Portugal Football Legend Eusebio Dies at 71


Former Portugal footballer Eusebio, often ranked as one of the best players ever, has died early on Sunday morning of cardiac failure, at the age of 71, his former club Benfica  has confirmed, according to Sky News.
Nicknamed the Black Panther or the Black Pearl, Eusebio spent most of career with Benfica in Portugal after moving from the then Portuguese territory Laurenco Marquez, now Mapatu in Mozambique.
The club’s fans had the chance to pay their final respects to the player at the Estadio da Luz on Sunday.
Current Portugal star Ronaldo posted a picture of himself and Eusebio on his Facebook page. “Eusebio will always be eternal. Rest in peace,” he wrote alongside the picture. Former Portugal captain Luis Figo, the 2001 FIFA world player of the year, tweeted: “The king!! Great loss for us all! The greatest!!”
Franz Beckenbauer, the former Germany player and manager, said: “One of the greatest football players ever has passed away. My friend Eusebio died last night. My thoughts are with his family.”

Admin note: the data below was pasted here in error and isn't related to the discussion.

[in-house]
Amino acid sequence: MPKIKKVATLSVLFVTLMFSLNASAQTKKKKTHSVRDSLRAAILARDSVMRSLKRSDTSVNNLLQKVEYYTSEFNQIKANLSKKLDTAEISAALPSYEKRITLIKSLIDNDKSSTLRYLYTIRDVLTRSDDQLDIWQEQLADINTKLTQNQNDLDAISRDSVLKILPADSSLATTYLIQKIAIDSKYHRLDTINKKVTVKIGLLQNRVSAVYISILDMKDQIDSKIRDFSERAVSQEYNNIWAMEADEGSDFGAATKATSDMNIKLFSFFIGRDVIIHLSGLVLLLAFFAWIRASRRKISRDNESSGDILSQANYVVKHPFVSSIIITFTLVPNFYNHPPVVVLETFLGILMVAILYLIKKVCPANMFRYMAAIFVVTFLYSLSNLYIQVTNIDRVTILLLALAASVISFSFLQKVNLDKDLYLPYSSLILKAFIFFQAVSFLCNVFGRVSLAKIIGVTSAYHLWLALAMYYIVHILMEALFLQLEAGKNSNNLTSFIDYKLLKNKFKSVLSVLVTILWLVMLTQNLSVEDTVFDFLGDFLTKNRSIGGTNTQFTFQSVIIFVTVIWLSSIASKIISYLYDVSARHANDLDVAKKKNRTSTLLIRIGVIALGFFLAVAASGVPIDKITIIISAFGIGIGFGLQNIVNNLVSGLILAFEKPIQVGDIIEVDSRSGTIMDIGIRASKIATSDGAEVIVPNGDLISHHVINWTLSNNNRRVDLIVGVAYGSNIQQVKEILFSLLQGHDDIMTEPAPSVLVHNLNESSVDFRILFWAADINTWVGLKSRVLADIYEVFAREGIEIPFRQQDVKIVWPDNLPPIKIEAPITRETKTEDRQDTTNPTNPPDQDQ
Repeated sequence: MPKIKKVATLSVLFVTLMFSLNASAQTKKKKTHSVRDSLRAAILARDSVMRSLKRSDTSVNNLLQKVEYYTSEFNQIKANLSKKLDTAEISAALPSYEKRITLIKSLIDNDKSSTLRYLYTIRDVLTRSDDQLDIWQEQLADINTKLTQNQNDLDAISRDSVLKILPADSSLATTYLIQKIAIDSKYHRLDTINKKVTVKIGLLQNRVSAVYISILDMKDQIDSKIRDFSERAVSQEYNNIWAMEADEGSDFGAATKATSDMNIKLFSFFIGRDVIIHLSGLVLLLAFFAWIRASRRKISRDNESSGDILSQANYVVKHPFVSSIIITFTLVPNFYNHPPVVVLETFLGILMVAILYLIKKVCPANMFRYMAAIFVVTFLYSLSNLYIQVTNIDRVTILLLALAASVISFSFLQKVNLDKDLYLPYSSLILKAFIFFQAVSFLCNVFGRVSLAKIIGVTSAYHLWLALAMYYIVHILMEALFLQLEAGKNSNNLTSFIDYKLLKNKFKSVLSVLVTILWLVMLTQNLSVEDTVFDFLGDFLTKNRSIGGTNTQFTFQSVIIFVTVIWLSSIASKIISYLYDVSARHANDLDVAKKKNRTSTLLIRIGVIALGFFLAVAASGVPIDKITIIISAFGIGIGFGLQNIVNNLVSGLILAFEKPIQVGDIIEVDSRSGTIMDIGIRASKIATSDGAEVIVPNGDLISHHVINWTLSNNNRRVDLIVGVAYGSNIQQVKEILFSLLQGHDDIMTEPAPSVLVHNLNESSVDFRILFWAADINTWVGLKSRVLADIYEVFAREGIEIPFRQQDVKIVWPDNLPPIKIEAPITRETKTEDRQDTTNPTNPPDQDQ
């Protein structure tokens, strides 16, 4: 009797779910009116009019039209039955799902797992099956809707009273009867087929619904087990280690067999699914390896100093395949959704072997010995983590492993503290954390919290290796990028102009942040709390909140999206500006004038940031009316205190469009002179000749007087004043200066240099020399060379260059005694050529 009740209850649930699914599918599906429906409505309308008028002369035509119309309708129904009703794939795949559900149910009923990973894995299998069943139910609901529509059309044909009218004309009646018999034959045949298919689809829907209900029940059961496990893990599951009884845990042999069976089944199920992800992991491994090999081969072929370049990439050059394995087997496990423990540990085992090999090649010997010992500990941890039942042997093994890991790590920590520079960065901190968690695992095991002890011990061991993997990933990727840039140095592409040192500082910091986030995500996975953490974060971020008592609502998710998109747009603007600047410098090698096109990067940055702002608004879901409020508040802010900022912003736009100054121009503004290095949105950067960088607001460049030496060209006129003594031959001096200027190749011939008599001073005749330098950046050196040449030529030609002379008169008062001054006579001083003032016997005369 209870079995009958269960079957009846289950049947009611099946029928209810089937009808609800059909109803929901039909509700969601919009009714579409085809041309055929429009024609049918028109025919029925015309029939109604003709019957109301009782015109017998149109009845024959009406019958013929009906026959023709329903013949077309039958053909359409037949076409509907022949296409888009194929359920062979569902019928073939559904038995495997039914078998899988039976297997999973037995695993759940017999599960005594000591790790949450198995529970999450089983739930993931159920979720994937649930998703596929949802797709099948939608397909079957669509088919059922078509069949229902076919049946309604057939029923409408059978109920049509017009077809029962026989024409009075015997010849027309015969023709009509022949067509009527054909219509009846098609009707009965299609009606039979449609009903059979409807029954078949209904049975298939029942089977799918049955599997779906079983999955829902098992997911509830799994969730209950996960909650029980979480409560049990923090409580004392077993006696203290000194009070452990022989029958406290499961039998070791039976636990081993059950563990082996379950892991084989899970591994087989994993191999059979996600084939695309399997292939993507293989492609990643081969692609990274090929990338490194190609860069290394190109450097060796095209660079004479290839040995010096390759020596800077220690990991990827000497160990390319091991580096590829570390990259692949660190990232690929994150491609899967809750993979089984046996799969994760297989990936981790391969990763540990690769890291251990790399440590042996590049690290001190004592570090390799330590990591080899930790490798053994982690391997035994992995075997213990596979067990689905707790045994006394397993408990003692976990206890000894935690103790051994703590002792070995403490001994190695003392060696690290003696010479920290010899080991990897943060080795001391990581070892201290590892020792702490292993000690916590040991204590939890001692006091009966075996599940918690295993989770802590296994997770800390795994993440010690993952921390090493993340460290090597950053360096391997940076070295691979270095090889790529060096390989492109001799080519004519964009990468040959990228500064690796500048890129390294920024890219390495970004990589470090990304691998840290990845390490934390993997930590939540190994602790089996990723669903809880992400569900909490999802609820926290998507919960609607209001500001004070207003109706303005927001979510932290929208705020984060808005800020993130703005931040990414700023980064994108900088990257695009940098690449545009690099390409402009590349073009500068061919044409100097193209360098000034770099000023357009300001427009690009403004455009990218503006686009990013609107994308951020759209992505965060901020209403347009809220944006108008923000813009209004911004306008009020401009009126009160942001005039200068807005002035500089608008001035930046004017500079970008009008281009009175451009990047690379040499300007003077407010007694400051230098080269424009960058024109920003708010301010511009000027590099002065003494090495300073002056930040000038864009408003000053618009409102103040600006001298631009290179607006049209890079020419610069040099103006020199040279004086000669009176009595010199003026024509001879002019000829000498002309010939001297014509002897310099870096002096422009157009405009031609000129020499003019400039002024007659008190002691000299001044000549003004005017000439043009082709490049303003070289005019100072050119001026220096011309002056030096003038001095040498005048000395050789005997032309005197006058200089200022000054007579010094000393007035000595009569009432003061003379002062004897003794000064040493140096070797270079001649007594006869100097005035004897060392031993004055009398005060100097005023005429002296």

Eusebio scored 733 goals in 745 competitive games – including 317 goals in 301 appearances for Benfica – over his career and in a poll conducted for Uefa’s Golden Jubilee celebrations in 2004 he was voted as the 7th best European footballer to have played the game.
He won the European Cup with Benfica in 1962 and was named European Footballer of the Year in 1965.
In an interview in 2011, recalling his tears after a 2-1 World Cup semi-final loss to England, Eusebio said: “I was the best player in the world, top scorer in the world and Europe. I did everything, except win a World Cup.”
Portuguese state television channel RTP quoted his his biographer, Joao Malheiro, as saying: “Having followed his life close up and on a daily basis, I was a witness to his health having become very fragile and there were clear signs of this in recent years. “At the moment though this isn’t the most important thing, what’s most important is to remember the man who was, and always will be, in the place of the imortals of this country and was clearly of emblematic importance for Portuguese in the 20th century, above all during the 1960s when Portugal lived under a dictatorship.”

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